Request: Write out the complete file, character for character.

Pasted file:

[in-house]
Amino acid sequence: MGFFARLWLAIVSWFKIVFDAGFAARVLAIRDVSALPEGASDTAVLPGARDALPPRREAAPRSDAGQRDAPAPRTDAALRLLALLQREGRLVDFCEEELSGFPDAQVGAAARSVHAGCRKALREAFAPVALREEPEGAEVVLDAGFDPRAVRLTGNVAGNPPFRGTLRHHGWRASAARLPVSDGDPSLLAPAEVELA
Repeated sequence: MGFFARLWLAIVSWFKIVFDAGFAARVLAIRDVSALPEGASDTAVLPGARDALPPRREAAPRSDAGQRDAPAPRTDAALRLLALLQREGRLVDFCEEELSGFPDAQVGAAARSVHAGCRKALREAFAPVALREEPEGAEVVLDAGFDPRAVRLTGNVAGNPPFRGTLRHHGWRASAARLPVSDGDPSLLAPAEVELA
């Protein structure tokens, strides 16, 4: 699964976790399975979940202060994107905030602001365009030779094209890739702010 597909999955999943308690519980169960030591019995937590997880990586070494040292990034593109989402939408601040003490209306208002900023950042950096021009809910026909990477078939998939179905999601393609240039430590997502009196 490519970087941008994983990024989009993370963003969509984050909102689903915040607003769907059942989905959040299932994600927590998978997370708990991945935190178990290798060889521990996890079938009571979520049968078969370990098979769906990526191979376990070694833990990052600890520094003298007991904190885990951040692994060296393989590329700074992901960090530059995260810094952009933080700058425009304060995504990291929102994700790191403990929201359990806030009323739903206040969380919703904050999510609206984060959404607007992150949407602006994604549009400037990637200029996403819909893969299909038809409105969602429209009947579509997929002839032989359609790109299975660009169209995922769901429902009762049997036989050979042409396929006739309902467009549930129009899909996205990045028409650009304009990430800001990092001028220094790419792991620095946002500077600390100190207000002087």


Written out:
[in-house]
Amino acid sequence: MGFFARLWLAIVSWFKIVFDAGFAARVLAIRDVSALPEGASDTAVLPGARDALPPRREAAPRSDAGQRDAPAPRTDAALRLLALLQREGRLVDFCEEELSGFPDAQVGAAARSVHAGCRKALREAFAPVALREEPEGAEVVLDAGFDPRAVRLTGNVAGNPPFRGTLRHHGWRASAARLPVSDGDPSLLAPAEVELA
Repeated sequence: MGFFARLWLAIVSWFKIVFDAGFAARVLAIRDVSALPEGASDTAVLPGARDALPPRREAAPRSDAGQRDAPAPRTDAALRLLALLQREGRLVDFCEEELSGFPDAQVGAAARSVHAGCRKALREAFAPVALREEPEGAEVVLDAGFDPRAVRLTGNVAGNPPFRGTLRHHGWRASAARLPVSDGDPSLLAPAEVELA
């Protein structure tokens, strides 16, 4: 699964976790399975979940202060994107905030602001365009030779094209890739702010 597909999955999943308690519980169960030591019995937590997880990586070494040292990034593109989402939408601040003490209306208002900023950042950096021009809910026909990477078939998939179905999601393609240039430590997502009196 490519970087941008994983990024989009993370963003969509984050909102689903915040607003769907059942989905959040299932994600927590998978997370708990991945935190178990290798060889521990996890079938009571979520049968078969370990098979769906990526191979376990070694833990990052600890520094003298007991904190885990951040692994060296393989590329700074992901960090530059995260810094952009933080700058425009304060995504990291929102994700790191403990929201359990806030009323739903206040969380919703904050999510609206984060959404607007992150949407602006994604549009400037990637200029996403819909893969299909038809409105969602429209009947579509997929002839032989359609790109299975660009169209995922769901429902009762049997036989050979042409396929006739309902467009549930129009899909996205990045028409650009304009990430800001990092001028220094790419792991620095946002500077600390100190207000002087």